Blog | HemaCare

Improved Outcome for Stem Cell Transplantation in Leukemia

Sep 28, 2015 1:00:14 PM / by Daisy Goodrich

About 50% of stem cell transplant patients develop GVHD. A clinical trial using a modified stem cell graft reduced this hazard to 9%.

Stem cell transplantation is often curative for leukemia patients, especially with acute myeloid leukemia (AML) or acute lymphoblastic leukemia (ALL). However, risks associated with the procedure can be high. It is therefore highly recommended that patients select transplant centers equipped to manage complications.

stem cell T cells in the stem cell graft influence outcome following transplantation. Image credits: https://commons.wikimedia.org/wiki/File:US_Navy_021204-N-0696M-171_Surgical_technician_Amina_Sherali_places_recently_transfused_bone_marrow_from_Aviation_Electronics_Technician_1st_Class_Michael_Griffioen_into_a_sterile_bag_in_preparation_for_transplant.jpg

Given the dire alternative, common hazards of stem cell transplantations are acceptable. Still, the hematology community strives to improve the procedure. Due to the substantial influence of transplantation on patient survival, there is much impetus for reducing complications and improving the benefits of the procedure.

Scientists have already tested several modifications that have led to advances in the overall survival of stem cell transplant recipients. One variation that modifies outcome is altering the number of T cells in the stem cell graft transplanted into the patient.

Research has shown that donor T cells present in the graft (T cell-replete graft) promote the establishment of the graft in the recipient. T cells also have a graft vs. leukemia effect whereby donor T cells eliminate the recipient’s leukemia cells. However, donor T cells can often times also recognize the recipient as being foreign and consequently mount a graft versus host disease (GVHD), attacking the patient’s “foreign” organs (previously discussed here).

If T cells are depleted from the graft (T cell-deplete graft), it alleviates potential GVHD, but at the cost of delayed immune reconstitution. This leaves the stem cell transplant patient without a functioning immune system – making him or her vulnerable so that even common infections can have a fatal outcome.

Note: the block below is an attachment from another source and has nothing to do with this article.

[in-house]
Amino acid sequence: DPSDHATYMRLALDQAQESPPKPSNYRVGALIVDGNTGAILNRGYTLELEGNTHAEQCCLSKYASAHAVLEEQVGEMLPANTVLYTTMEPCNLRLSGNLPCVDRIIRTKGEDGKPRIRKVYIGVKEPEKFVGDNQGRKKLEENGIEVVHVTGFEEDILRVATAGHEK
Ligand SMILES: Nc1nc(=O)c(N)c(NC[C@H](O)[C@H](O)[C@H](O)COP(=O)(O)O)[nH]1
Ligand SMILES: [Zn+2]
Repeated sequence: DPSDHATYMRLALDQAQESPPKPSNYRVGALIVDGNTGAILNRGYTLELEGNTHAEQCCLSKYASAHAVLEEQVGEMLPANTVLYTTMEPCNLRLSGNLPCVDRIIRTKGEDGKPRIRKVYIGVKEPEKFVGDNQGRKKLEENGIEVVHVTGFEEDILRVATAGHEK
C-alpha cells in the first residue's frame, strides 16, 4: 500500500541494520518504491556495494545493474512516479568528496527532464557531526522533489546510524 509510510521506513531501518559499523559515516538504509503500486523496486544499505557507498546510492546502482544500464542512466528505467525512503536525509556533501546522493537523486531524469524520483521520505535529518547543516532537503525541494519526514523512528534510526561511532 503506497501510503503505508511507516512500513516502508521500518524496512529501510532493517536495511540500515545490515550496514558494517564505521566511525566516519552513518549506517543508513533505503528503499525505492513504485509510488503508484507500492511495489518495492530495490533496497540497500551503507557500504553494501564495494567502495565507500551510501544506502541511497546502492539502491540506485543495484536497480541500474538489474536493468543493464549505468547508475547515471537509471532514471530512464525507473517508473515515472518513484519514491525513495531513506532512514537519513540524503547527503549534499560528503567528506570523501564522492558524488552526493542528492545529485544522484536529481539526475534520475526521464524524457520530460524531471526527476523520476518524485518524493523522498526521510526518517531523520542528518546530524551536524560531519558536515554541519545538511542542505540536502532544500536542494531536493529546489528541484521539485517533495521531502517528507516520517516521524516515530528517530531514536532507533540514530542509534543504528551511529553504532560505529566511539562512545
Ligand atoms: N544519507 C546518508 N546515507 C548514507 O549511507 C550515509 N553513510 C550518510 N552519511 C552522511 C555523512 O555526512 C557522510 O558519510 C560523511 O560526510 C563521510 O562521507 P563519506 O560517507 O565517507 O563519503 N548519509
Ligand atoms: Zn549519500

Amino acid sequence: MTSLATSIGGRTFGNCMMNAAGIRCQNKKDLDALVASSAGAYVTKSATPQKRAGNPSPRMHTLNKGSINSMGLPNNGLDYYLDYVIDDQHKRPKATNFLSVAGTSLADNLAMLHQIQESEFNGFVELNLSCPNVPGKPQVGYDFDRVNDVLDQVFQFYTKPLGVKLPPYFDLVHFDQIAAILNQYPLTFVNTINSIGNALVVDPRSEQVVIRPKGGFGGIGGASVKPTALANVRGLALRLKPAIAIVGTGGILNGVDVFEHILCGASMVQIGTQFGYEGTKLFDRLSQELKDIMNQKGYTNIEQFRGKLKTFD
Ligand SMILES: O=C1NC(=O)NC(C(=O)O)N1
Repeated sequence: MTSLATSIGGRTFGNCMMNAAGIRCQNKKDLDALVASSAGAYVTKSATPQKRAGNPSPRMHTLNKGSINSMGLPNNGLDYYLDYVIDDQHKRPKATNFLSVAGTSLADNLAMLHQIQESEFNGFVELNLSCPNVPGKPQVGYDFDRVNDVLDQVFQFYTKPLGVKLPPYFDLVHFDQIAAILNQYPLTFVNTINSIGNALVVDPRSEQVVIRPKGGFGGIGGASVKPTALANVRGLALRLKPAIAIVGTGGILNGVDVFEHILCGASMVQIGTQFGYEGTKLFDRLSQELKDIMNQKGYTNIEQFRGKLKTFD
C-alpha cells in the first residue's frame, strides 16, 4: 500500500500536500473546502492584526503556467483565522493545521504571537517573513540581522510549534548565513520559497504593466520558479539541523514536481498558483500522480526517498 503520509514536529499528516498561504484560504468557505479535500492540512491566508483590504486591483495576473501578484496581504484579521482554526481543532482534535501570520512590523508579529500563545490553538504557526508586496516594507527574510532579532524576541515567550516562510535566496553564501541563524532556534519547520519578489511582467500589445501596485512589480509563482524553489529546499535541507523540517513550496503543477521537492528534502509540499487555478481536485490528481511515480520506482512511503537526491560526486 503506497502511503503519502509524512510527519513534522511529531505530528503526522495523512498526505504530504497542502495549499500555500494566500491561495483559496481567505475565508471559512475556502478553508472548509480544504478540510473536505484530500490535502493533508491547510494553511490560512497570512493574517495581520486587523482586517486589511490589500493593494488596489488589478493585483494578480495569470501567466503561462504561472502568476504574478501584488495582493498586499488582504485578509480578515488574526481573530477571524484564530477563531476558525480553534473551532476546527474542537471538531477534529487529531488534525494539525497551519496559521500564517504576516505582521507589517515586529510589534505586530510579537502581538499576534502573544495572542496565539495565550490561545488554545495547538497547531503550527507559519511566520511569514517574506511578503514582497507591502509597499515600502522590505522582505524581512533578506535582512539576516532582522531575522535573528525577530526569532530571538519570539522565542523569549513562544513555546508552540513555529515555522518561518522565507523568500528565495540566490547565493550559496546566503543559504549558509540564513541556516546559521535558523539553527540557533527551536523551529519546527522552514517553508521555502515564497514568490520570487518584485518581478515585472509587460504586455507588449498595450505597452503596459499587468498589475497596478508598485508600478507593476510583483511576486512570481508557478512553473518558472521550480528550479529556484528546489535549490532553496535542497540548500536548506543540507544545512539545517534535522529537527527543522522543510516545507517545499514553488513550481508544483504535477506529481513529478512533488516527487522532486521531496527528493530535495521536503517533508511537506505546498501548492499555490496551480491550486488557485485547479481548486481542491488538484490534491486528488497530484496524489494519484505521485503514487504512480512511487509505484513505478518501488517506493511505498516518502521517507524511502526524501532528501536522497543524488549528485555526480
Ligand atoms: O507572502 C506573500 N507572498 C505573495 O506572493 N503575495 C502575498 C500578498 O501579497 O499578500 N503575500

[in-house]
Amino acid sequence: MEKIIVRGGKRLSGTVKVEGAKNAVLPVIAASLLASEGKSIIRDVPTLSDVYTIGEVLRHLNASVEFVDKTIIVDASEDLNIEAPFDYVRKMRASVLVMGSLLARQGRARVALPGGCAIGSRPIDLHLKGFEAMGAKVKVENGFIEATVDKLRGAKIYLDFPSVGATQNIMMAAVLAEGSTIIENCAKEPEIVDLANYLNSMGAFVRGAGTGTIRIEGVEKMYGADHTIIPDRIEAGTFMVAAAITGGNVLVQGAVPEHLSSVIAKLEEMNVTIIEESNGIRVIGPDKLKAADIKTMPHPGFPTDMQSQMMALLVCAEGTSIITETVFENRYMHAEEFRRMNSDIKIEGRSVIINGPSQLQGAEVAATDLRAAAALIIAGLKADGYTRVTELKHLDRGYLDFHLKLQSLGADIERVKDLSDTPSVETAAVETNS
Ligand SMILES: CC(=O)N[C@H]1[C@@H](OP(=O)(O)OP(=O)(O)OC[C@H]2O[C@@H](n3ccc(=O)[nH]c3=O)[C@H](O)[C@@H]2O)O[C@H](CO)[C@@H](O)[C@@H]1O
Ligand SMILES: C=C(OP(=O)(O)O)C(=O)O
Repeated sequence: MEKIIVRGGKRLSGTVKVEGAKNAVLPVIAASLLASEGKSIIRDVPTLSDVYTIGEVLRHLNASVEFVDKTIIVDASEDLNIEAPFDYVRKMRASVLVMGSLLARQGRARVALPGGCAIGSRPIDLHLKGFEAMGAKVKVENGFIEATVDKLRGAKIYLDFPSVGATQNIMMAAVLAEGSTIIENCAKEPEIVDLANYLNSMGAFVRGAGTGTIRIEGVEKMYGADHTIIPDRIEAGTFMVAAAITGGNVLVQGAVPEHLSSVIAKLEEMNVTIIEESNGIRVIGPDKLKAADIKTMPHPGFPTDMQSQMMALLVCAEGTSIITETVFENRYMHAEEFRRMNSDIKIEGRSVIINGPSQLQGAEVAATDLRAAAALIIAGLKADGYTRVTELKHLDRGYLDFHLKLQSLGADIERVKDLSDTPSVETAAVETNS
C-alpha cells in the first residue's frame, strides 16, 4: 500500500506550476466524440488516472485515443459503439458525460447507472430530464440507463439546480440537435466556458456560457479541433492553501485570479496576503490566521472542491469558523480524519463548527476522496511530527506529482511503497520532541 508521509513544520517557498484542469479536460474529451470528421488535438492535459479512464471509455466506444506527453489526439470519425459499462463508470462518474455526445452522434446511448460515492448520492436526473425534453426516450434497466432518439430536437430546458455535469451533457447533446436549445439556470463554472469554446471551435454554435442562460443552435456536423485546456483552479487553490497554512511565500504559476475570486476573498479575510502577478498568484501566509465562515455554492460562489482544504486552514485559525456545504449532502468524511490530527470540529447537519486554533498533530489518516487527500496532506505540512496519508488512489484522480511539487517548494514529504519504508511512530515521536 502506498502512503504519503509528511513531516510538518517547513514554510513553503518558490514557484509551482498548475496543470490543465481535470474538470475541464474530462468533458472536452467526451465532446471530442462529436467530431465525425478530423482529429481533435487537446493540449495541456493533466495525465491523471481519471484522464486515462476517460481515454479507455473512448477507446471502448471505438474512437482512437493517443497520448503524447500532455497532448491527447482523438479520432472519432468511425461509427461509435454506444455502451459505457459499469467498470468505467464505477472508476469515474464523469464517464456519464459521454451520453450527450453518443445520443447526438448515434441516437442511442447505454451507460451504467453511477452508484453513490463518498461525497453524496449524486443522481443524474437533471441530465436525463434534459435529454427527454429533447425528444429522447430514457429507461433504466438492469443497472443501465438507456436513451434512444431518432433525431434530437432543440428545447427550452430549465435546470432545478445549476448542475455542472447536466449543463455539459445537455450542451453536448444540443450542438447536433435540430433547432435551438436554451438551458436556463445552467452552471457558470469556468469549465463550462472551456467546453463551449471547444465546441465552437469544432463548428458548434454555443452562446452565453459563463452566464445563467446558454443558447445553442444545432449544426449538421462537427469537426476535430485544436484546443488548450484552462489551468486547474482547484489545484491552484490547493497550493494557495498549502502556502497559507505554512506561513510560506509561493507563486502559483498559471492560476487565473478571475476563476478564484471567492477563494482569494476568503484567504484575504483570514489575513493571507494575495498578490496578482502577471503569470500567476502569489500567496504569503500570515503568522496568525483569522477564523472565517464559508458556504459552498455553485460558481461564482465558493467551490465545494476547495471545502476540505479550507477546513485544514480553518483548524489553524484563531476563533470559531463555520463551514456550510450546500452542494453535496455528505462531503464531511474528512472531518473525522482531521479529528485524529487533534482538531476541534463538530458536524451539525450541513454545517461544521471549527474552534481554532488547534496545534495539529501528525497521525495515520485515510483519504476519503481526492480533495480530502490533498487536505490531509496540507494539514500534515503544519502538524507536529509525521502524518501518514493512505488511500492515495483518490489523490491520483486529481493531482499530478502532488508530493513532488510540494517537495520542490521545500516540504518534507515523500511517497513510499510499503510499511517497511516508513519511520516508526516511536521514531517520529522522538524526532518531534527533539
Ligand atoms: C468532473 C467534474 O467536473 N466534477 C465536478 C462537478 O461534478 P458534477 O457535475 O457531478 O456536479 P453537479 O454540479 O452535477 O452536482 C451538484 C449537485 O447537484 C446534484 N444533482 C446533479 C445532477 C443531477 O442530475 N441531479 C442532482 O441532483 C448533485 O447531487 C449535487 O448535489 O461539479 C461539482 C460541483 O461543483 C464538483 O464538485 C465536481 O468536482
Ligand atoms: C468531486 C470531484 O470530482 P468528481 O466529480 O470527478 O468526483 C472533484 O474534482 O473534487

Is there a fine balance between a T cell-deplete and a T cell-replete graft? In a clinical trial that enlisted 35 patients, clinicians tested transplanting T cell-deplete stem cell grafts and then adding back a defined dose of T cells.[1] More importantly, the donor T cells were sorted before introduction so that naïve T cells were eliminated and only memory T cells were given.

Experiments in mice had previously established the benefit of removing naïve T cells and adding memory T cells to stem cell grafts. In line with these preclinical observations, all patients in the clinical trial had successful grafting of donor cells with the modified T cell infusion. Of notable significance, incidences of chronic GVHD was down to 9%, in sharp contrast to the ~50% historical rates. Excessive rates of infection or relapse did not occur, and overall survival was 78% at 2 years.

At HemaCare, we are delighted to highlight another step forward in the stem cell transplantation procedure. We provide stem cells for research and applaud all work that translates from bench to bedside.

Reference

  1. Bleakley M, et al. Outcomes of acute leukemia patients transplanted with naive T cell-depleted stem cell grafts. J Clin Invest. 2015 Jul 1; 125(7):2677-89.

Topics: Bone Marrow, clinical trial, leukemia, Stem Cells, T Cells, Basic Research

Daisy Goodrich

Written by Daisy Goodrich

      Subscribe Here!

      Posts by Topic

      see all

      Recent Posts